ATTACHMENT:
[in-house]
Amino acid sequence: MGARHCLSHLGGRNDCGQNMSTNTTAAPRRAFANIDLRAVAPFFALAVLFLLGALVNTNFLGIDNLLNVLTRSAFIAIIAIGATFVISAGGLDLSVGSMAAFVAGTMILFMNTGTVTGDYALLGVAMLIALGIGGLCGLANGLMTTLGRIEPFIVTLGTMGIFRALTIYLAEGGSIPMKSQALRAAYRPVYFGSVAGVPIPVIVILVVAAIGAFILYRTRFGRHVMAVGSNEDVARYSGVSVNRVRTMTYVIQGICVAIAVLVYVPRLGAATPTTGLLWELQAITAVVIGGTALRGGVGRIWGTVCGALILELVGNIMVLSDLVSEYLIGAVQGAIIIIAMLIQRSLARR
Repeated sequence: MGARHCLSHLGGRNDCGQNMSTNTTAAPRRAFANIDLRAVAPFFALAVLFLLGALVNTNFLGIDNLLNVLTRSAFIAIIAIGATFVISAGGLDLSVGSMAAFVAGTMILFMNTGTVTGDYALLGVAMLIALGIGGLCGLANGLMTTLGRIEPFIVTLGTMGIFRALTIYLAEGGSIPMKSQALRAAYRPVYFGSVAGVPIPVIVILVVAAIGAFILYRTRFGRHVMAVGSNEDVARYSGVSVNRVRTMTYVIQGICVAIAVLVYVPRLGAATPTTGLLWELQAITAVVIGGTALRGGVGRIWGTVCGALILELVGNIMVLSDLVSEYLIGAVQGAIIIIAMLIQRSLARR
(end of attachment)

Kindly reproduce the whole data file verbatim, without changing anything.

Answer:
[in-house]
Amino acid sequence: MGARHCLSHLGGRNDCGQNMSTNTTAAPRRAFANIDLRAVAPFFALAVLFLLGALVNTNFLGIDNLLNVLTRSAFIAIIAIGATFVISAGGLDLSVGSMAAFVAGTMILFMNTGTVTGDYALLGVAMLIALGIGGLCGLANGLMTTLGRIEPFIVTLGTMGIFRALTIYLAEGGSIPMKSQALRAAYRPVYFGSVAGVPIPVIVILVVAAIGAFILYRTRFGRHVMAVGSNEDVARYSGVSVNRVRTMTYVIQGICVAIAVLVYVPRLGAATPTTGLLWELQAITAVVIGGTALRGGVGRIWGTVCGALILELVGNIMVLSDLVSEYLIGAVQGAIIIIAMLIQRSLARR
Repeated sequence: MGARHCLSHLGGRNDCGQNMSTNTTAAPRRAFANIDLRAVAPFFALAVLFLLGALVNTNFLGIDNLLNVLTRSAFIAIIAIGATFVISAGGLDLSVGSMAAFVAGTMILFMNTGTVTGDYALLGVAMLIALGIGGLCGLANGLMTTLGRIEPFIVTLGTMGIFRALTIYLAEGGSIPMKSQALRAAYRPVYFGSVAGVPIPVIVILVVAAIGAFILYRTRFGRHVMAVGSNEDVARYSGVSVNRVRTMTYVIQGICVAIAVLVYVPRLGAATPTTGLLWELQAITAVVIGGTALRGGVGRIWGTVCGALILELVGNIMVLSDLVSEYLIGAVQGAIIIIAMLIQRSLARR